Monday, July 31, 2017


How I Met Pat

The day that I borrowed her Buick from Myrt
I had some tough luck, but I didn't get hurt . . .
Though I might have got into a rather bad jam
If I'd not been the wonderful driver I am.

First of all:  Myrt's garage wa a pretty tight fit,
And in backing, I bent the car's fender a bit.
Next, turning a corner a little mite wide,
I saw that my car was about to collide
With a far bigger car, so I slammed on the brake--
Which proves I'm resourceful and smart and awake.

The other car's driver, becoming unnerved,
Blew out a rear tire as he slithered and swerved.
But in spite of his adjectives, temper, and noise,
I straightened my hat with my usual poise;

Then loosing the brake, I continued ahead
Till I came to a light that was just turning red.
Thinking fast, I decided the best thing to do
Was to step on the pedal and hurry on through.

Well, that's when the fuss and excitement began!
I knocked a man down--oh, the best-looking man!
This was the morning's most scary mishap.
I didn't exactly run over the chap,
But I have to admit I so narrowly missed him,
It frightened the poise right out of my system.

So kneeling beside him, I--I--well, I kissed 'im!
A second went by, maybe six, maybe seven,
                Then, "Begorry!" he said, "Sure, I've gone straight to heaven!"
O, handsome and bold was his Irishman's face,
And his voice scattered shamrocks all over the place.

Since then, for I love him a very great deal,
When we go for a ride I let Pat take the wheel.
Not that I'm not a fine driver!  Not that!
                                 But: "You're better at kissin' than drivin'!" says Pat.
                                                                    Ernestine Cobern Beyer
March 23, 1959                                                                         
     Vonnie and I had fun on our trip to Swarthmore—she’s such good company.  She was telling me that Kathie seemed more like a friend than a sister.  She said the only thing was, she had to think what she was going to say before she said it, so Kathie wouldn’t get mad at her.
     “It’s been good for me, though,” she said.  “It’s taught me not to put my foot in everyone’s mouth.”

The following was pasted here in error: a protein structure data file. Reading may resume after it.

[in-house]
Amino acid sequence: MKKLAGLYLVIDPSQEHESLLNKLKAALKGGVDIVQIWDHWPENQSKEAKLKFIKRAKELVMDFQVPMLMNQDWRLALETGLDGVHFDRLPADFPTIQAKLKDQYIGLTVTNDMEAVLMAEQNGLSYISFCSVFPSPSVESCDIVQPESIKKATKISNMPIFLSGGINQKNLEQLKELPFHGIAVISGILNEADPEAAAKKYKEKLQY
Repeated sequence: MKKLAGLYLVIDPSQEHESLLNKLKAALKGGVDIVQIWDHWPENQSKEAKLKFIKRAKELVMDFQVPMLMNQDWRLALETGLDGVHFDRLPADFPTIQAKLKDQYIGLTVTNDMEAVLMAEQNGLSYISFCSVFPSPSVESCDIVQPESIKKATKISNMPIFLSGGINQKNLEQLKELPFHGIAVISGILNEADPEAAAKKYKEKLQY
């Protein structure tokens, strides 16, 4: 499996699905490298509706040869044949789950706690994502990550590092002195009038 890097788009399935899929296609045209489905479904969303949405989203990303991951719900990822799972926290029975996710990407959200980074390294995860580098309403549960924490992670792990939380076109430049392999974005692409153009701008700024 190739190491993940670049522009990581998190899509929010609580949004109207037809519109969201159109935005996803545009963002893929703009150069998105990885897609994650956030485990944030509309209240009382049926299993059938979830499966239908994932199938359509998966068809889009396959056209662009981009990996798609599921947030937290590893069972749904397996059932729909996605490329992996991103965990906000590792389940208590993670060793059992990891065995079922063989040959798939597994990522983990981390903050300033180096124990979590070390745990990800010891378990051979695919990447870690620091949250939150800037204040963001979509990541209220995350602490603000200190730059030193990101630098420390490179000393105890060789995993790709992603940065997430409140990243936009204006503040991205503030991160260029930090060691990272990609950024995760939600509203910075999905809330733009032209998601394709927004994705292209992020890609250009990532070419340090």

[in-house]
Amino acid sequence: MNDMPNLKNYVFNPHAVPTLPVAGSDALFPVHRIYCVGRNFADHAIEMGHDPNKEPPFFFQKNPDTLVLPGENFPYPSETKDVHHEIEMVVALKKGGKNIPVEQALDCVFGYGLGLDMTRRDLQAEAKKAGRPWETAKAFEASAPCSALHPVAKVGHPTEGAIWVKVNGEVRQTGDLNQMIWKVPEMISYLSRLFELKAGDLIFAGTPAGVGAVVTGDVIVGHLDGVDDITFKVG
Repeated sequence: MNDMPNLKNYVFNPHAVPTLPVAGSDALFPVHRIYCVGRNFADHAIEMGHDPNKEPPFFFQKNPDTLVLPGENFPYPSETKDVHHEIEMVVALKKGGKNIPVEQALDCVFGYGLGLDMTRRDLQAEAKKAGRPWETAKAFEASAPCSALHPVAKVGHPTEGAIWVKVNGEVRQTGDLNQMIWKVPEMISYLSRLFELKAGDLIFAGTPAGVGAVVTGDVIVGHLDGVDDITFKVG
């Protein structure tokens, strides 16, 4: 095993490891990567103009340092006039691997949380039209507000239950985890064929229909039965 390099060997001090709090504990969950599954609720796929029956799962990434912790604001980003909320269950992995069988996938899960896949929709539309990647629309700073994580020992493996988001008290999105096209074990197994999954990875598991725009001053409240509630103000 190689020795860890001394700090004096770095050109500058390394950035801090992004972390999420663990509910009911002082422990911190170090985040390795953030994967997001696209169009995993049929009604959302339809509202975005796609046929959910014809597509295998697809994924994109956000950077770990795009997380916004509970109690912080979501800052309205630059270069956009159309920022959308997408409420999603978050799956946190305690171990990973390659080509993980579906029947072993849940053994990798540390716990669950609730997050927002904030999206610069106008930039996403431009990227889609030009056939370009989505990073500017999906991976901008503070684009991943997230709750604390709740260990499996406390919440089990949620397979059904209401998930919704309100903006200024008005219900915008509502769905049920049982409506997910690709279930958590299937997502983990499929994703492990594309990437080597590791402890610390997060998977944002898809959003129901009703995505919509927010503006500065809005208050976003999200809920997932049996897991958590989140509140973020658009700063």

We started out early to be sure we’d arrive in time for Kathie’s swimming meet at Temple University.  The building turned out to be on a heavily-trafficked street like Washington Street in Boston.  We inched our way along as the minutes flew by, and every time I asked for directions, I was told we were practically there.  A 3:50 I finally found the University and prepared to turn left on a side street and park.  A man barked at me from a passing car, “You can’t turn left here, lady!” but I decided to do it anyway.
     I took a guilty look in my rearview mirror where I saw a big red police car with a big red-faced policeman at the wheel.  I had no recourse but to fall back on my feminine wiles.  I pulled over, rolled down my window, and called to him, “Officer, you’re just the man I want to see.  I’ve come all the way from Boston to see my daughter in a swimming meet and I’ve had a perfectly terrible time trying to find Temple University, can you help me, I’ll just die if I’m late!”
     He calmed down from a raging lion to a purring tabby, not without kindly informing me that I shouldn’t have made a left turn where I did.  He showed me where I could park the car and pointed out the location of the pool.  He told me he was from Attleboro himself, and we wonderingly agreed it was a small world.
     Kathie swam beautifully, and her coach told me they were all impressed with her progress.  She flunked the swimming test required of all freshmen, but by the time she passed it a couple of weeks later, the coach saw her possibilities—in those suits you can see everything.  Kathie has become addicted to the sport.  She says she always feels wonderful after a meet, but still has butterflies in her stomach before the starting signal.  She loses two or three pounds every time from sheer nervousness.

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